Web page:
I got serious about changing my life in 1990 when I was desperate for a kidney transplant. On dialysis for a year and a half I had run out of donor options from family or friends. At that time, my friend Kathy introduced me to Religious Science (not to be confused with Scientology) a spiritual philosophy that synthesizes science, philosophy and the commonalities of world religions.
One of the most important principles I learned over my three-year training was how to use “treatment”, a form of scientific prayer that helped me to methodically and consistently challenge limiting beliefs by introducing positive ideas to my subconscious. The subconscious is what “causes” us to be ourselves. Not just a storehouse of beliefs, memories, and habits, our subconscious is the source that the law of action gets its marching orders from.
This compelling form of New Thought gave me tools to participate in my life as a co-creator with the Divine. When, within a year, I received a perfect match kidney. I knew that my prayers (my intentions, my life list) had played a part in causing this miracle. Here are some of the essential ingredients…
Tips for Creating a Powerful Life List:
  1. Make it a joyful “calling”
  2. What is it that you really, really, really want?
  3. Elizabeth Gilbert, the author of the wildly popular book, Eat, Pray, Love advises us to answer this question every day. Asking yourself this question on a daily basis will get to the real essence of what you want on your life list.Connect goals with positive “carrots” instead of “sticks’ to help you sustain the necessary effort for their fulfilment. Until a “goal” is linked in your mind to joy, it’s not likely to take wing. By reframing your goal in the context of your inspiring life objective, you tether a positive association to it and it takes off like a helium balloon.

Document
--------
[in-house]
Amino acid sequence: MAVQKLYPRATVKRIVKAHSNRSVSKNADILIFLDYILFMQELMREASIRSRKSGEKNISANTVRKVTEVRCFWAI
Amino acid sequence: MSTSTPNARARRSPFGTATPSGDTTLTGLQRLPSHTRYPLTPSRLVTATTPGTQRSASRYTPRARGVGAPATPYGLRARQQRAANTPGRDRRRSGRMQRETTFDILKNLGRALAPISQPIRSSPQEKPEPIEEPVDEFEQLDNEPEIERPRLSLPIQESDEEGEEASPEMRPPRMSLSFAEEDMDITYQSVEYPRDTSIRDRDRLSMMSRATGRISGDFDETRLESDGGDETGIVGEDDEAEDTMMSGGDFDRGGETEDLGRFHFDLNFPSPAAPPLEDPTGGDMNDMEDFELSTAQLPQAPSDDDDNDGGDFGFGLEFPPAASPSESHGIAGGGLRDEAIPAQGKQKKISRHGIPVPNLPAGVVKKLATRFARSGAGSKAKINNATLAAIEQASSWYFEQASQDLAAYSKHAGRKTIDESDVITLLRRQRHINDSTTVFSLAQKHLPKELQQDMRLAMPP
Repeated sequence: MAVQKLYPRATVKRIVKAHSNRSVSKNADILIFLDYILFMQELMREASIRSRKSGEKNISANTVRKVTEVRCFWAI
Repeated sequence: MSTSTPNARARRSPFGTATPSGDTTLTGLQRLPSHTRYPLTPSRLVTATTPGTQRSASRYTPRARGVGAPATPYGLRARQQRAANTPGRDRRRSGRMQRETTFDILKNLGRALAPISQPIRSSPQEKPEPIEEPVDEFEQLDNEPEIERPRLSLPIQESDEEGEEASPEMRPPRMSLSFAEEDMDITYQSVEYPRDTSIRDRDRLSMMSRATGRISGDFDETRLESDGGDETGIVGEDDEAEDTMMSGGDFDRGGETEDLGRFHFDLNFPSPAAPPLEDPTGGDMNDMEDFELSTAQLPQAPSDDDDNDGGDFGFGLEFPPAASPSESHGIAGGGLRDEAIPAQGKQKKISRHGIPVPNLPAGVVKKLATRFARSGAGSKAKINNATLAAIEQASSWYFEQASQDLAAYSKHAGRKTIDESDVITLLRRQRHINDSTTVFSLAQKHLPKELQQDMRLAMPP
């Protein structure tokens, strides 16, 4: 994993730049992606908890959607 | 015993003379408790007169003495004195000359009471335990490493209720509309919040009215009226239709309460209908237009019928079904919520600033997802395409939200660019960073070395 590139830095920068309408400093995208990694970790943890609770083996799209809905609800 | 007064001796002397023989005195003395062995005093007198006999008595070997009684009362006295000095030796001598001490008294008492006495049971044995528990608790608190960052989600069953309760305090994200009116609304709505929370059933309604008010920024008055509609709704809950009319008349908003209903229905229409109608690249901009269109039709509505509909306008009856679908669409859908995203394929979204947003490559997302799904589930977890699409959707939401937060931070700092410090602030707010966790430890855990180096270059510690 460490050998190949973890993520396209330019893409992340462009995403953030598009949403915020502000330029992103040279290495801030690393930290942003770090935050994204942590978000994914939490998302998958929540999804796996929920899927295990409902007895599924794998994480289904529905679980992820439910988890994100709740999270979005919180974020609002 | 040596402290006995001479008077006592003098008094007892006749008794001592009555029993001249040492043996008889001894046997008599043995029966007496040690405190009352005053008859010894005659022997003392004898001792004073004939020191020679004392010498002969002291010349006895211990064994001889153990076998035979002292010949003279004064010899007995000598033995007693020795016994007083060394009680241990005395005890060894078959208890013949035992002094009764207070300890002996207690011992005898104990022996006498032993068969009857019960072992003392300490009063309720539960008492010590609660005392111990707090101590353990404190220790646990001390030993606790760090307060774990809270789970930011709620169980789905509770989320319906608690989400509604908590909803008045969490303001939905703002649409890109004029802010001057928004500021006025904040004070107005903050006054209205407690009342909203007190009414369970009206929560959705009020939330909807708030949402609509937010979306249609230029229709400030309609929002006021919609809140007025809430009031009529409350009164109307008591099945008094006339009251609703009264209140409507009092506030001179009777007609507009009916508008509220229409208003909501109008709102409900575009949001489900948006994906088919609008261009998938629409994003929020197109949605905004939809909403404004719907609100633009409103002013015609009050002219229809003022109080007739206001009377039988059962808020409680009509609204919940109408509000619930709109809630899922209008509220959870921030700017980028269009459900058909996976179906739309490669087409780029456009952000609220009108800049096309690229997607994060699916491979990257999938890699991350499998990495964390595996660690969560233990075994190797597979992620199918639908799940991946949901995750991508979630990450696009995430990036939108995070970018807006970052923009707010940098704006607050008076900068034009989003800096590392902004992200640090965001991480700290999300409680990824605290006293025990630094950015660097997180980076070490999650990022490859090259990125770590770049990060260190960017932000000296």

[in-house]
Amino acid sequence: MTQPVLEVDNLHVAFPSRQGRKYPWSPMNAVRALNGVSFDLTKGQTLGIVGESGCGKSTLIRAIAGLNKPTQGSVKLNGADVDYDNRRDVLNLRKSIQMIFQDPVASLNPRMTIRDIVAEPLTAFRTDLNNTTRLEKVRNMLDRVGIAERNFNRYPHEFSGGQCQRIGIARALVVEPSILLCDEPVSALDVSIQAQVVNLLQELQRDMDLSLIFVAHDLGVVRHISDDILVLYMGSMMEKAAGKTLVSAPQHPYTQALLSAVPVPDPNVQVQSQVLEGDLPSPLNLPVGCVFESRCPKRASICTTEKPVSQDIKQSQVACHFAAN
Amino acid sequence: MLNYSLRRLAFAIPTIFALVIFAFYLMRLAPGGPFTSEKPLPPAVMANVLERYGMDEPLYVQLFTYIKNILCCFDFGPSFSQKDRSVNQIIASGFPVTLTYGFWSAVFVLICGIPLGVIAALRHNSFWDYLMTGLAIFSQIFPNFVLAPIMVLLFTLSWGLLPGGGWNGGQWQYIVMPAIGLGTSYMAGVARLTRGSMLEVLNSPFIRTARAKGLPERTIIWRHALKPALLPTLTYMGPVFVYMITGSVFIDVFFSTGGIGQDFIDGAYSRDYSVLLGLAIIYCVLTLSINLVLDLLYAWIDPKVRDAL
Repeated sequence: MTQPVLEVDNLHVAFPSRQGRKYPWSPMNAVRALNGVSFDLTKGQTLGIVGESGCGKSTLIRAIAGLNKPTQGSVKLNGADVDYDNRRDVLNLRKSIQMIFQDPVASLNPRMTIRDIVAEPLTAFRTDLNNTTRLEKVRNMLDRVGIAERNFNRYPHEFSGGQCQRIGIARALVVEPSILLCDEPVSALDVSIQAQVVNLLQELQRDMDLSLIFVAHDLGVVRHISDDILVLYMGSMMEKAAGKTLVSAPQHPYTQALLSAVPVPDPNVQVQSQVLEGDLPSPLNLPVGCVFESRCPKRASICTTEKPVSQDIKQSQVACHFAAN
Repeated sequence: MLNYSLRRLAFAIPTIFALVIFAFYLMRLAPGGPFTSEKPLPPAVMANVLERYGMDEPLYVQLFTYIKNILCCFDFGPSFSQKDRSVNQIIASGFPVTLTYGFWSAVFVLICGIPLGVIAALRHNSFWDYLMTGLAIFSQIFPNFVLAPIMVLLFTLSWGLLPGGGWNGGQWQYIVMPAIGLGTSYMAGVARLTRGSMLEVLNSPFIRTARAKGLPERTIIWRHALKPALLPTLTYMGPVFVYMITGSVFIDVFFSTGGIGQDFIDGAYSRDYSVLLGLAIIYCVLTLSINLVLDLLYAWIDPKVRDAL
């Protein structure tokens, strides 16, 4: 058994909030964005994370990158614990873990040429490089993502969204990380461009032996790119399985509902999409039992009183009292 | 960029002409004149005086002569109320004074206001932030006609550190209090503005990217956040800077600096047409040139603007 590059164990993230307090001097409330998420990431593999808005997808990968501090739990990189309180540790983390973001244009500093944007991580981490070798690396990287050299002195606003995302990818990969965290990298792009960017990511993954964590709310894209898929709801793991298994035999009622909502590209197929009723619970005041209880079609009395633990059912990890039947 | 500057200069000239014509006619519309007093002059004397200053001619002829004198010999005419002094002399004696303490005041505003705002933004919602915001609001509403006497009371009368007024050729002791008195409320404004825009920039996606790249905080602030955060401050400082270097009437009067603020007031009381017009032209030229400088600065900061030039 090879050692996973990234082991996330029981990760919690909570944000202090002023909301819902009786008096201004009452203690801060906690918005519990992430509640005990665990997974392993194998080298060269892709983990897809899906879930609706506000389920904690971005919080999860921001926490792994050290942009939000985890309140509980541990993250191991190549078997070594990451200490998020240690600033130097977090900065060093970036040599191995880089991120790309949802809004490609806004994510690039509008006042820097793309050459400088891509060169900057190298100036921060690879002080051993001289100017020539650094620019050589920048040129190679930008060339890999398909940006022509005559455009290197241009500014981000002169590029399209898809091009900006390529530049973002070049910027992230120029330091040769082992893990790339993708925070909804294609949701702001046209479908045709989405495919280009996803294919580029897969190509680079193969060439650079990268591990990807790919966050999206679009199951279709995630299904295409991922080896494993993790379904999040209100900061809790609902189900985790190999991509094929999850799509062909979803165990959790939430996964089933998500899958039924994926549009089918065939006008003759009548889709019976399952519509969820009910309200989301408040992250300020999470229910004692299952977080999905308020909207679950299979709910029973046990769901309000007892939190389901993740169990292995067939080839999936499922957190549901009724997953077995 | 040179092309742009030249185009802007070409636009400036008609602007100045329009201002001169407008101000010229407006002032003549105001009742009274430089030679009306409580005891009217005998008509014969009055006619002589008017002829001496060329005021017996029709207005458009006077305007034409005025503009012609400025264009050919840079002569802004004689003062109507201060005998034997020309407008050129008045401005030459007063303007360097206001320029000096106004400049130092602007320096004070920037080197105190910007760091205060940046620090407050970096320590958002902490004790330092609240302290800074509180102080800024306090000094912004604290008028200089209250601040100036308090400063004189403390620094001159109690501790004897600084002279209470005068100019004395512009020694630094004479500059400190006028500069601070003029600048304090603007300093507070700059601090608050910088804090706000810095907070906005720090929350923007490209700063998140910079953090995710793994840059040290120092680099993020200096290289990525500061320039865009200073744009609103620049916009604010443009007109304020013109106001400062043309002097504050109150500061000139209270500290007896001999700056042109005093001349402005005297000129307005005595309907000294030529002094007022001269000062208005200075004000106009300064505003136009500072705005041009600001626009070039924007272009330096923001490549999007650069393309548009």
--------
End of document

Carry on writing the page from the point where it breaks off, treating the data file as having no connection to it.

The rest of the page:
‘Lose weight’ and ‘stop procrastinating’ might be a means to a life list objective, but they don’t inspire joy or action. If you have a goal that doesn’t inspire action, ask yourself, what do I believe will be possible once I achieve that goal? In other words, what will you be able to do, or who would you become, once you’ve accomplished the goal? That is the item for your Life List. A life objective needs to “call” to you. Just by writing it down you’ll feel a surge of joy. When you actually accomplish it, you’ll be forever expanded.

    Example:My friend, Maryann, wants to save more money this year (goal) which will allow her to become wise and worldly (life objective) so she placed a photo of Italy next to that goal to remind her of where she’ll go when she has the extra spending money. Very motivating!

     

  4. Making a list and checking it twice
    Our bodies don’t lie. Make a list of five things that you want this year. As you look at each item on your list, listen to your body. If you feel fear and loathing when you look at “lose weight” cross it off your list. Replace it with something that calls to you and makes you feel giddy and excited. 
  5. Stand in the strength of your convictions.
    Believe that you can really have your goal or life objective. The Law of Attraction works best when you remove all doubt about it’s possibility. If you’ve ever heard yourself say, It sounded like a good idea but it never happened, you’ll appreciate the importance of bringing along your emotional side too. When our mind and hearts are aligned on what we want, we send a single-focused signal to the universe. To build the passion and attractiveness of your desire, write out as many answers as you have to these two questions:
    Why will I have it?
    Why must I have it?
We don’t need a life-threatening or life-changing situation to make us put life lists and intentions to good use. After all — at least in this incarnation — life is a finite experience. No one gets out of here alive. So before we kick it, let’s make a life list that ensures our bucket is very, very full.